Tips for Leaving Work Stress at Work

Even for those who love their jobs, there are still stressful moments. Whether it’s an overflowing email inbox, a nonstop phone ringing, an insatiable boss, or just *a lot* of work that needs to be done, every job has its sticking points. These are the nagging pieces that stick in your brain, forcing you to feel like you need to work on it at home or feel guilty about not working.

But here’s the thing: these bits of stress don’t have any bearing once you leave the office for the day. That’s the first step to leaving stress at work; here are some more tips from LifeHacker to help you “leave it at the office,” as they say.  It revolves around three things: your commute, your entry back into home life, and sticking to it.

1.    Use your commute to wind down
Avoid the radio if you can. The interruptions and jarring quality of ads can add on to your stress. Try to relax and pop in an audiobook or connect to Spotify/other streaming service. Listen to a podcast. Find something that can push out the stress that’s also relaxing, and builds a kind of barrier between the office and home.

If you need to vent, do it during your commute. Talk through your frustration with yourself. Yell or scream (well, silently or with the windows up) if it’s that bad.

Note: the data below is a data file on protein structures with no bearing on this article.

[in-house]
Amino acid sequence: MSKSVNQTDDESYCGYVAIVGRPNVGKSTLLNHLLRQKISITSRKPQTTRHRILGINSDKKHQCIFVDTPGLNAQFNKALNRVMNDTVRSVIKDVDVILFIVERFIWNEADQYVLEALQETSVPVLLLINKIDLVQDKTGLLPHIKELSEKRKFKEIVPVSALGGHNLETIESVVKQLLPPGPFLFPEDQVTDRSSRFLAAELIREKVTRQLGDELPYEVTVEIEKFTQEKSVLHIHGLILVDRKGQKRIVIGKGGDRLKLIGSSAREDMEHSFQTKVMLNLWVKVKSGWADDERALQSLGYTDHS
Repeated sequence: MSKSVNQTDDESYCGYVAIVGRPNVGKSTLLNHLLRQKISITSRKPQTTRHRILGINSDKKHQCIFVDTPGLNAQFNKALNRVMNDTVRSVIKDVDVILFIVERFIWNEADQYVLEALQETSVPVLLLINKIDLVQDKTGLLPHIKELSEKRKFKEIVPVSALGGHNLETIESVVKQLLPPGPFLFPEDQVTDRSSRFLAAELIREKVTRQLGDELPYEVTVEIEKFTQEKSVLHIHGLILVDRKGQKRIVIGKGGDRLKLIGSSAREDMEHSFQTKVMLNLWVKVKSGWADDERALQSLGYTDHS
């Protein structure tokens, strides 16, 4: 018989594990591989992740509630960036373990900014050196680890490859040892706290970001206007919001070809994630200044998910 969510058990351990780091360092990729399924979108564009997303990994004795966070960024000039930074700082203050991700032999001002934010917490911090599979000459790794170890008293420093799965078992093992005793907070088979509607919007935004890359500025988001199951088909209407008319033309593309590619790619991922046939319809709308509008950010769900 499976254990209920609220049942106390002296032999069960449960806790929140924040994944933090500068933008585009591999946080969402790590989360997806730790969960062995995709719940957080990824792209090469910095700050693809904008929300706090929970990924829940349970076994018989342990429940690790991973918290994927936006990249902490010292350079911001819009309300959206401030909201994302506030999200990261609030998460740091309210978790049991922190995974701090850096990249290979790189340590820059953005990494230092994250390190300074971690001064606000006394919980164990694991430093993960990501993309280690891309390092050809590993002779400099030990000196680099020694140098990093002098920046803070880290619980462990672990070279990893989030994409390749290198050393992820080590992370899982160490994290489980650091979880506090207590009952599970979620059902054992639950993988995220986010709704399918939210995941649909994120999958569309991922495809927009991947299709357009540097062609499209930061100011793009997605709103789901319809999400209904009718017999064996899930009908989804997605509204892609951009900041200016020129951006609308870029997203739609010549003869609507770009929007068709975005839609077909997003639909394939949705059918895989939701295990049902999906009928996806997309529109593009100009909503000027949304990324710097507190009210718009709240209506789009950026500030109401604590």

Another note on your commute: drive for as long as you need to wind down. So, if that means taking the scenic route or stopping for Starbucks, go for it. It’s better to arrive home in a peaceful state of mind and 10 minutes later than on time and a ball of nerves.

2.    Walk in the door and give the process your full attention
Pay attention to the play by play of your routine. From taking the keys out of the ignition to pushing open the door into your home, think of every step as a step away from the office and step into home, and all the implications that go along with that.

If someone is there to welcome you, whether it’s a partner, dog, parakeet, anything, give them a sincere welcome in return. Basically, create a return home ritual that forces you to be present both physically and mentally. It all helps to take your mind off work!

3.    Stick to it
Even following all of the above to a T won’t amount to anything if you’re still drawn back into the office world at random moments. Consider turning off email notifications on your personal cell phone and mobile devices; don’t check it on your laptop, either. Try to find immersive parts of your tradition, like taking the time to cook a delicious meal, or going to the gym, anything that takes your full mind. Studies show that TV is fairly ineffective at this because despite going on autopilot, people’s thoughts tend to return back to work.

For most of us, not bringing our work laptop home at the end of the day won’t result in and catastrophes such as children dying, or buildings collapsing. The work will still be there tomorrow. Be present for your friends and family, and maintain a positive perspective. Studies have shown that your office performance will improve and become more positive as well. Sounds like a win-win to me!